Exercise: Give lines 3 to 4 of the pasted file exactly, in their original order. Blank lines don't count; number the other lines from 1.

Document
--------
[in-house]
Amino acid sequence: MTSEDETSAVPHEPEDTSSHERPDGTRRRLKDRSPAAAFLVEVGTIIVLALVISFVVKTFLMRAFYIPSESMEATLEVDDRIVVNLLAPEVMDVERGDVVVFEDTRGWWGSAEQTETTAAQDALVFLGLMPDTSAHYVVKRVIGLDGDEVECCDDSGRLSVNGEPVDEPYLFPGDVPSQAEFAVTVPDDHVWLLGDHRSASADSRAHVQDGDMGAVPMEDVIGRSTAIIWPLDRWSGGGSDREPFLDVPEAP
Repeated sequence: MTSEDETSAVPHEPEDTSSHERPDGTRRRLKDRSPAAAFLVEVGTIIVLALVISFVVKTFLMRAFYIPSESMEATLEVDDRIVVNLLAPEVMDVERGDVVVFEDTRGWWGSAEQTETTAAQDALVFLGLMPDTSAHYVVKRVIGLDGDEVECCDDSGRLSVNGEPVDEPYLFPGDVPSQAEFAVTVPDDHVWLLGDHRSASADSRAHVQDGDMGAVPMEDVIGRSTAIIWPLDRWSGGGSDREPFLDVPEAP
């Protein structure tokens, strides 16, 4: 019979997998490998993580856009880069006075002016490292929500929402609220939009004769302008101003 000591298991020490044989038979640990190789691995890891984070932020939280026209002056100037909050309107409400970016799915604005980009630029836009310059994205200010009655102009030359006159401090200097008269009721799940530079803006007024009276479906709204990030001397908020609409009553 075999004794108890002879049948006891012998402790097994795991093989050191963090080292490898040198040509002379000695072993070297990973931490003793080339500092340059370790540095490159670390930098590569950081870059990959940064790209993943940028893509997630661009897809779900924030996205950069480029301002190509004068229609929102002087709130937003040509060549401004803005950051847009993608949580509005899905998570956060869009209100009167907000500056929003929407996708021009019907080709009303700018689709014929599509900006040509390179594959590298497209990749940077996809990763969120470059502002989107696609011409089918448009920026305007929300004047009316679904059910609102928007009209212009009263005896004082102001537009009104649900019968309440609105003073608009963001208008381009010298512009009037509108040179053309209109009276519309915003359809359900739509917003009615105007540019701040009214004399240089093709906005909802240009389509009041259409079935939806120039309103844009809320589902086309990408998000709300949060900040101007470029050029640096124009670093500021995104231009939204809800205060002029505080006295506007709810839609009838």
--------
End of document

Repeated sequence: MTSEDETSAVPHEPEDTSSHERPDGTRRRLKDRSPAAAFLVEVGTIIVLALVISFVVKTFLMRAFYIPSESMEATLEVDDRIVVNLLAPEVMDVERGDVVVFEDTRGWWGSAEQTETTAAQDALVFLGLMPDTSAHYVVKRVIGLDGDEVECCDDSGRLSVNGEPVDEPYLFPGDVPSQAEFAVTVPDDHVWLLGDHRSASADSRAHVQDGDMGAVPMEDVIGRSTAIIWPLDRWSGGGSDREPFLDVPEAP
């Protein structure tokens, strides 16, 4: 019979997998490998993580856009880069006075002016490292929500929402609220939009004769302008101003 000591298991020490044989038979640990190789691995890891984070932020939280026209002056100037909050309107409400970016799915604005980009630029836009310059994205200010009655102009030359006159401090200097008269009721799940530079803006007024009276479906709204990030001397908020609409009553 075999004794108890002879049948006891012998402790097994795991093989050191963090080292490898040198040509002379000695072993070297990973931490003793080339500092340059370790540095490159670390930098590569950081870059990959940064790209993943940028893509997630661009897809779900924030996205950069480029301002190509004068229609929102002087709130937003040509060549401004803005950051847009993608949580509005899905998570956060869009209100009167907000500056929003929407996708021009019907080709009303700018689709014929599509900006040509390179594959590298497209990749940077996809990763969120470059502002989107696609011409089918448009920026305007929300004047009316679904059910609102928007009209212009009263005896004082102001537009009104649900019968309440609105003073608009963001208008381009010298512009009037509108040179053309209109009276519309915003359809359900739509917003009615105007540019701040009214004399240089093709906005909802240009389509009041259409079935939806120039309103844009809320589902086309990408998000709300949060900040101007470029050029640096124009670093500021995104231009939204809800205060002029505080006295506007709810839609009838």